She purchases a dress for 400 francs – a sum of money that she could invest in a more practical way, such as to renovate her house. Yet, for Mathilde, her appearance and upholding the facade of well-being are the things that matter the most. The character’s beauty is skin deep, and there is no substance behind it. Her pride becomes the flaw that leads to her fall from grace. Maupassant shows people tend not to value what they already have. Such negligence may lead to a huge loss and, subsequently, a life full of misery.

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Believability and Impressions

The Necklace struck me as a believable story as the events described by Maupassant could easily take place back in his day. In general, Maupassant is praised for his realistic approach to literature and embarking on such difficult topics as the struggle of social classes and flaws of human nature (Kuhn, 2016). At first, I felt sorry for the main character, but after the second reading, I realized that “The Necklace” is more profound than a simple sob story. For myself, I concluded that while all people are somewhat limited by their circumstances, they still have freedom of choice. Mathilde could change her attitude and appreciate her family more. Also, she could swallow her pride and confess to her friend right after she lost the necklace.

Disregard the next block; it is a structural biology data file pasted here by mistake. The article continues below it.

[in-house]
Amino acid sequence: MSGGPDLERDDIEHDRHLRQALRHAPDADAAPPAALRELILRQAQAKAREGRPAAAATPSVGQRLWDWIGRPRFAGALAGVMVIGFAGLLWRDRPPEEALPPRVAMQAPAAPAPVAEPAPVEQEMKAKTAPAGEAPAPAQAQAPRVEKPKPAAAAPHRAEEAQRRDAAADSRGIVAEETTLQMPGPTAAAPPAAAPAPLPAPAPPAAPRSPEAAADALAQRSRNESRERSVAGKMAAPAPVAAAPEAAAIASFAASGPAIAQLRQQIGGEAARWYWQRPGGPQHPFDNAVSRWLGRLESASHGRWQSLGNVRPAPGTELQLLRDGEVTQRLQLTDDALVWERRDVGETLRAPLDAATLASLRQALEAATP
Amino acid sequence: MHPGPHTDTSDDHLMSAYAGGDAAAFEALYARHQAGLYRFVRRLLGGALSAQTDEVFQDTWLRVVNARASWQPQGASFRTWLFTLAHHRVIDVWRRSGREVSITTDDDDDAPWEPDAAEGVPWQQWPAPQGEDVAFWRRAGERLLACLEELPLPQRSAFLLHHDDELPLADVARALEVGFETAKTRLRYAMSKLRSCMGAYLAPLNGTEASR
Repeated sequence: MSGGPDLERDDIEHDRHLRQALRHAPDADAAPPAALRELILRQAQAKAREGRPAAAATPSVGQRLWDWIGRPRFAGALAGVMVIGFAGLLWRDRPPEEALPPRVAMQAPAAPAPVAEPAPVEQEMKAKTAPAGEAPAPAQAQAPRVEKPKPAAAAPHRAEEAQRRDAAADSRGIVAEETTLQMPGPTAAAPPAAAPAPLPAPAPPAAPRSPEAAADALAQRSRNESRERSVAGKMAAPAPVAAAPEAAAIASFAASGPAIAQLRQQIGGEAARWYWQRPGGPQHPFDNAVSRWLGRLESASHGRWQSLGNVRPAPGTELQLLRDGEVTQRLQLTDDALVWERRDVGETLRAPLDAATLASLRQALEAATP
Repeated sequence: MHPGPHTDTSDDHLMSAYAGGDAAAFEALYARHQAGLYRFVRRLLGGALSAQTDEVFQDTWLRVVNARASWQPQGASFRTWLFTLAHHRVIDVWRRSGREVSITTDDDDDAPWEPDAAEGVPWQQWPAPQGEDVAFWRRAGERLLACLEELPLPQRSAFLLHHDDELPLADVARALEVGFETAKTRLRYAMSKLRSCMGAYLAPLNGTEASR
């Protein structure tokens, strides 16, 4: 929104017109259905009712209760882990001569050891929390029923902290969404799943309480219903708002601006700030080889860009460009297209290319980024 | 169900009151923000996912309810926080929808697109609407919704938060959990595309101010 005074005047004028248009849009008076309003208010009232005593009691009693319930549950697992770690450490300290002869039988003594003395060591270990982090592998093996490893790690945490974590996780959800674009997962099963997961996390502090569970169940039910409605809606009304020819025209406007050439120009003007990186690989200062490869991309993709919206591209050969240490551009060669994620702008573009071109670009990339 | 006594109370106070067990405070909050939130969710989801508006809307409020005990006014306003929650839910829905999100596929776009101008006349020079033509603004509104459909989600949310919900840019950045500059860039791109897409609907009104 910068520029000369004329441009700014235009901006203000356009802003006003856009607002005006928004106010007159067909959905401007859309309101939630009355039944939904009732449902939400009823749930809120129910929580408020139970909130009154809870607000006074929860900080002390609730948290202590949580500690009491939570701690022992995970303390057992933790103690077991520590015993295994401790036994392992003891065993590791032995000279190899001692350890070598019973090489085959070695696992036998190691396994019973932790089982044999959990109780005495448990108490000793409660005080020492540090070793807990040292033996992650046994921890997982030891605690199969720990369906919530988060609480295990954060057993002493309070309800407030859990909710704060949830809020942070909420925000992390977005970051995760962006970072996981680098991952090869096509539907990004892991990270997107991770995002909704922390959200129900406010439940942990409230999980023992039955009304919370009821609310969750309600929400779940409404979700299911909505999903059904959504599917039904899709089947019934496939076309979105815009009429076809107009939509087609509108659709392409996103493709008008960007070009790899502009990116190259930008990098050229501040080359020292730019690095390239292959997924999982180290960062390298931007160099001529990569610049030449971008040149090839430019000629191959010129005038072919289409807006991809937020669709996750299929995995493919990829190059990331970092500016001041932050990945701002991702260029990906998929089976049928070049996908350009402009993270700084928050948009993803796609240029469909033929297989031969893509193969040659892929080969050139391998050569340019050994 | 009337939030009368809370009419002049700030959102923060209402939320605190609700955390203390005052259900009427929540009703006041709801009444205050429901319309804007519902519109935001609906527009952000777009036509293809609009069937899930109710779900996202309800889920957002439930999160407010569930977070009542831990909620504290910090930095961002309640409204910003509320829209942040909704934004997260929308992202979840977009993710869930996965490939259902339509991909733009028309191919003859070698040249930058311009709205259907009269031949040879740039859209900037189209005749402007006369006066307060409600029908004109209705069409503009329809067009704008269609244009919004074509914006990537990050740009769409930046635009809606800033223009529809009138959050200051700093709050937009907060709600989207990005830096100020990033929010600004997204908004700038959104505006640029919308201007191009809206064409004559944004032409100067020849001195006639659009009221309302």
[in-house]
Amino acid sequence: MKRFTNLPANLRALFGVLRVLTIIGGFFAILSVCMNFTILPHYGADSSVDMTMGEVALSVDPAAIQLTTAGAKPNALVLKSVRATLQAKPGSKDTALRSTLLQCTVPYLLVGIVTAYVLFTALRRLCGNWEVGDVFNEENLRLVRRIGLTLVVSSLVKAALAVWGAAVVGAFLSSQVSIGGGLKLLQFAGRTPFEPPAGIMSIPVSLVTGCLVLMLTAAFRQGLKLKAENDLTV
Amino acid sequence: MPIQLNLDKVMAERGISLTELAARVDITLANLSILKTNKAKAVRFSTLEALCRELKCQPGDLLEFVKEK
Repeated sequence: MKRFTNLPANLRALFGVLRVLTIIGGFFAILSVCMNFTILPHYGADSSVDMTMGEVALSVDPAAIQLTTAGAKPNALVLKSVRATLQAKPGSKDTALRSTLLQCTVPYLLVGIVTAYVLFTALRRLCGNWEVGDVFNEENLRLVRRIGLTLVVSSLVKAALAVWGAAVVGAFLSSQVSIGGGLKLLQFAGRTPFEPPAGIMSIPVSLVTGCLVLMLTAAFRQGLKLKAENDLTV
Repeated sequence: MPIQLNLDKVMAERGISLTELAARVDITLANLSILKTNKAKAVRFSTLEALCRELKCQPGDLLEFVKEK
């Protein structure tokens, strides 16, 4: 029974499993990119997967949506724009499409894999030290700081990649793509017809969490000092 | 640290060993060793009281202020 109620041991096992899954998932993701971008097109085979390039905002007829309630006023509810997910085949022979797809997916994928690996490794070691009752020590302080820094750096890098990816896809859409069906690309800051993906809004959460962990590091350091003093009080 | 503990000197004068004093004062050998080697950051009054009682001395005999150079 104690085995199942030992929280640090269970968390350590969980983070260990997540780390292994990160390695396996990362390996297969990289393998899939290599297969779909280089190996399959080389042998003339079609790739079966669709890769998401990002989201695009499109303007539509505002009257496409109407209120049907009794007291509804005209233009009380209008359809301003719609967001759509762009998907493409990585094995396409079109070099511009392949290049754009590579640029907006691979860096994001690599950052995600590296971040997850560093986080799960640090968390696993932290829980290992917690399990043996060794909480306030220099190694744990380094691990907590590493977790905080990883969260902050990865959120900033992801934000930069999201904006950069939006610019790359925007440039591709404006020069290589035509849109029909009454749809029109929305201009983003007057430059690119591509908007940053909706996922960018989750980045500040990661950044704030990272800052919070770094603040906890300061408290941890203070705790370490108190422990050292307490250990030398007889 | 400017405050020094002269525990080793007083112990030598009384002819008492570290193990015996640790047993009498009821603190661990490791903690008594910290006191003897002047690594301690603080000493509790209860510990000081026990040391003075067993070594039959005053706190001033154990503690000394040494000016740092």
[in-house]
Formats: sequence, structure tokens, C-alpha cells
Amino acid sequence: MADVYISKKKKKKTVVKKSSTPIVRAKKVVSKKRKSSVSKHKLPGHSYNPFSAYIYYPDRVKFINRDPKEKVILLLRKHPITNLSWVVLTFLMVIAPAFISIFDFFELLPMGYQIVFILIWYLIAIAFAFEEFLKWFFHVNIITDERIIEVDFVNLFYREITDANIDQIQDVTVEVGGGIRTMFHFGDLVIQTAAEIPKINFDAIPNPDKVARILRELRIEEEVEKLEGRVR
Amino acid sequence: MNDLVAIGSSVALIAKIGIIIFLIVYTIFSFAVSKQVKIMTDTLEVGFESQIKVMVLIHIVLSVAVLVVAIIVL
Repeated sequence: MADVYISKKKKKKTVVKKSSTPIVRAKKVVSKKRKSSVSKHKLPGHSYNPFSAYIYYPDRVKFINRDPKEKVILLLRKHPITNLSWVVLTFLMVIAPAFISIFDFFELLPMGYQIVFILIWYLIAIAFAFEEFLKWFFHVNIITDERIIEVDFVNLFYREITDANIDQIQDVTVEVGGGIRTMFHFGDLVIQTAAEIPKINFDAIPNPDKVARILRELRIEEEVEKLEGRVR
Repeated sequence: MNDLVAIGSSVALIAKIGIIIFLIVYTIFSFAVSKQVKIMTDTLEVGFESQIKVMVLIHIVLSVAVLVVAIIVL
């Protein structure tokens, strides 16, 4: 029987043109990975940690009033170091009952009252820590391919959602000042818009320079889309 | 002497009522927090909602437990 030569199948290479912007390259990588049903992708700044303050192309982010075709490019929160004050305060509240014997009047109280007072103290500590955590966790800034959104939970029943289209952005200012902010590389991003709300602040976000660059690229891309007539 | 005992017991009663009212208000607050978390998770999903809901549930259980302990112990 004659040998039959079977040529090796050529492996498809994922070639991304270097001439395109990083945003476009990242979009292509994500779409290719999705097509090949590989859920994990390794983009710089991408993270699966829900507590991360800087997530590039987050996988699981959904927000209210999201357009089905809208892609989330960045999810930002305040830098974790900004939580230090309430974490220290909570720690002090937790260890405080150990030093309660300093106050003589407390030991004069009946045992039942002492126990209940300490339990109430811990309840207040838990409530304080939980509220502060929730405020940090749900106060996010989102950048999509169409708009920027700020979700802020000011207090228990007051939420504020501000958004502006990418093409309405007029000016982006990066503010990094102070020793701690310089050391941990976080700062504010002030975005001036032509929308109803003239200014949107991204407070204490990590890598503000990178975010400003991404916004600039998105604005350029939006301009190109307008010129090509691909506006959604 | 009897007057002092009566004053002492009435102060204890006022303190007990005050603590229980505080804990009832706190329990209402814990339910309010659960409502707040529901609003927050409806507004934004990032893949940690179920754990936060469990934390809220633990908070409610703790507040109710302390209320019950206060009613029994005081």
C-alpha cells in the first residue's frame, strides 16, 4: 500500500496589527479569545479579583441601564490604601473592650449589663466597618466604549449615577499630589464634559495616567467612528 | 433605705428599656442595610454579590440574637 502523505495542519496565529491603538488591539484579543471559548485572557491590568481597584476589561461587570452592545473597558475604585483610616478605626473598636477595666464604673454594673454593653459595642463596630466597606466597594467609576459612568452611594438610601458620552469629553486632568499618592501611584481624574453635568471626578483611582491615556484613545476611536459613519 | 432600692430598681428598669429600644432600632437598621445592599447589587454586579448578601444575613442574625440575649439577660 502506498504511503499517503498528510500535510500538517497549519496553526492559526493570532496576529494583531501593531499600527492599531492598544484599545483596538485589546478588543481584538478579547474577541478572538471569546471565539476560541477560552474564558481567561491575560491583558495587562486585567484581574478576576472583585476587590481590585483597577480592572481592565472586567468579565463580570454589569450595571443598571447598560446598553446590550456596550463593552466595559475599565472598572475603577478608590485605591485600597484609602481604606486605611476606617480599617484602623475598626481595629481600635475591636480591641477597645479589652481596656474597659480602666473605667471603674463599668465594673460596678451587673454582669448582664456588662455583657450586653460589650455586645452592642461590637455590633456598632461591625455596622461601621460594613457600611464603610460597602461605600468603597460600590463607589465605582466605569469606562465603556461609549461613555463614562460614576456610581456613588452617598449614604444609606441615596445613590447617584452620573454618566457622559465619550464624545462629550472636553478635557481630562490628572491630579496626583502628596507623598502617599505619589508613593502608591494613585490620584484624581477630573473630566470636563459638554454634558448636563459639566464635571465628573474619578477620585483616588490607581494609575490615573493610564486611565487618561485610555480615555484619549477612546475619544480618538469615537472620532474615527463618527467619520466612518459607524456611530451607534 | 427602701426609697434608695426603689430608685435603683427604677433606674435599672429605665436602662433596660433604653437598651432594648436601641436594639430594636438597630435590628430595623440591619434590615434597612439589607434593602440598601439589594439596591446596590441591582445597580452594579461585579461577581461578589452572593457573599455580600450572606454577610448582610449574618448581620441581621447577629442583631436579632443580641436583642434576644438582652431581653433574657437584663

Conclusion

Maupassant’s works cover a panorama of French life at the end of the nineteenth century and convey the zeitgeist with incredible precision. Maupassant often depicts the struggle of social classes in the rigid and conservative society. The Necklace is not an exception as the main character, Mathilde Loisel, feels a disconnect between her actual and her dream lives. Trying to blend in with aristocrats at a soiree, she wears and eventually loses a diamond necklace, which puts her in debt. By using imagery, characterization, and conflict, Maupassant shows Mathilde’s downfall and ponders the flawed human nature.